13 December 2018 | News
Need for collaborative & impactful pvt sector investment to support access to quality of medicines for maternal, newborn & child health.
image credit- theconversation.com
27.1% of maternal mortality deaths are caused by haemorrhage, and of these, 19.7% are due to postpartum haemorrhage. Maternal death is preventable in almost all cases, and according to the UN Commission on Life-Saving Commodities, 2015, it makes maternal mortality an injustice that should not be tolerated given in the current day and age. Low access to quality, effective medicines across low and middle-income countries (LMICs) is one of the key causes of preventable maternal, infant and child deaths.
Concept Foundation – an NGO working to improve access to quality reproductive and maternal health medicines in lower income countries – organized ‘The Quality of Life-Saving Medicines – A New Investment Strategy’, a side-event to the PMNCH Partners’ Forum in New Delhi recently. It was a high-level panel discussion that sought to explore why the private sector, investors and philanthropists of LMICs are yet to play a significant role in action on quality of maternal, newborn and child health (MNCH) medicines. Further, the panel explored the motivating factors for the private sector, investors and philanthropists to invest in health initiatives, and what is the missing link that is preventing further engagement in this area. The panel discussion was moderated by season journalist Shai Venkatraman, Editor, Newzhook.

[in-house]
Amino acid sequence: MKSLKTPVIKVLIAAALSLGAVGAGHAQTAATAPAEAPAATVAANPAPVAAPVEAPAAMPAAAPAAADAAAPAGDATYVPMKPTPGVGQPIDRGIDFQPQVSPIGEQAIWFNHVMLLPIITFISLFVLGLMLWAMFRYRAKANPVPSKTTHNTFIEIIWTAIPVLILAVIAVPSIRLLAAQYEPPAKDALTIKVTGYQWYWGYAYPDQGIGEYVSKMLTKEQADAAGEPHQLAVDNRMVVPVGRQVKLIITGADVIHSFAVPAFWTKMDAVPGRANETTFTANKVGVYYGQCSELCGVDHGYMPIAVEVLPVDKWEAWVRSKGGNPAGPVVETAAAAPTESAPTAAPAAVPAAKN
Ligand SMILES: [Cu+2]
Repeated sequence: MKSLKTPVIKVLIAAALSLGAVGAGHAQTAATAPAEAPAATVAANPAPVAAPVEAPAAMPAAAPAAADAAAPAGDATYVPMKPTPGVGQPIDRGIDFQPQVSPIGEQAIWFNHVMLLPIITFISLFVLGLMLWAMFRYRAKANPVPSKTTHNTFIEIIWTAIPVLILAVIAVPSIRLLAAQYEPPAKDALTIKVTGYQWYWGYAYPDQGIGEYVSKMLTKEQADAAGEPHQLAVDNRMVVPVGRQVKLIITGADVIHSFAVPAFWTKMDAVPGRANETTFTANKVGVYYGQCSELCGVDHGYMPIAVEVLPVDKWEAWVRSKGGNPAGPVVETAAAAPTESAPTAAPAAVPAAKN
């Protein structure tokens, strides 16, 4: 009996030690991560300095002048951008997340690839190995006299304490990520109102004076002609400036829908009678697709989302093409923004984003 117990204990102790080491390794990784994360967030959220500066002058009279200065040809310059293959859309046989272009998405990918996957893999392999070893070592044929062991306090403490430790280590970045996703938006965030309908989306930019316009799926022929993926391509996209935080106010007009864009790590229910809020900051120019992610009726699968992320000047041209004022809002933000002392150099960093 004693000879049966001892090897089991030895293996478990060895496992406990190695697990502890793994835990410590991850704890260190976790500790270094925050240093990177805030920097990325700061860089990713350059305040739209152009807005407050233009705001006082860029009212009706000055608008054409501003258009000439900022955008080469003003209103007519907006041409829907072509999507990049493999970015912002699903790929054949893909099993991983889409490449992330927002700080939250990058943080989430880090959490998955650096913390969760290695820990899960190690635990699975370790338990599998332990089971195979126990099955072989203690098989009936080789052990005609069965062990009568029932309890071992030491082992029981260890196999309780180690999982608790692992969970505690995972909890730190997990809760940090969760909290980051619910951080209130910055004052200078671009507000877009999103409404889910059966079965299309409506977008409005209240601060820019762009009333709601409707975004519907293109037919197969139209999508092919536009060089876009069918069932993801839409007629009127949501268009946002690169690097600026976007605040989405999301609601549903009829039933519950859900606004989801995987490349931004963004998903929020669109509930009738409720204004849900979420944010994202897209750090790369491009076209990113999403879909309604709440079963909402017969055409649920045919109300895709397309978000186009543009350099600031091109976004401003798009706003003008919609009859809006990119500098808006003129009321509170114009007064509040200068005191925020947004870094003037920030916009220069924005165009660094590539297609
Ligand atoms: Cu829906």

The event began with an introduction to the ongoing quality of medicines issues and their impact on MNCH and development in general by Fiona Theunissen, Program Manager – Access to Maternal Health, Concept Foundation. “We need to invest from the heart. Investment is critical across a spectrum of initiatives from manufacturing, procurement and distribution to education and innovation to ensure access to quality life-saving medicines. In addition, efforts of the private sector must be coordinated and impact-oriented,” said Theunissen.
Dr. Arun Kumar Aggarwal, representing FICCI at the panel discussion said, “The concept of quality control in life-saving medicines is essential, and there are strong discussions at FICCI on key issues including health, skilling, manufacturing, procurement, and more. The pharmacy system in India still requires improvements through appropriate quality checks.”
According to a recent report by the World Health Organization (WHO), 1 in 10 ten medicines, mostly in LMICs, is substandard. There is ample evidence describing a serious, persistent problem with the quality of oxytocin, in particular, across LMICs. Oxytocin is the widely accepted and gold standard uterotonic for prevention and treatment of post-partum haemorrhage (PPH). The drug was identified as one of the 13 essential overlooked life-saving commodities, which according to a 2012 UN Commission Report, if more widely accessed and properly used, could save the lives of more than 6 million women and children. The 2017 Indian Government’s National Survey of the Quality of Medicines identified that 47% of oxytocin sampled across the nation did not meet quality standards.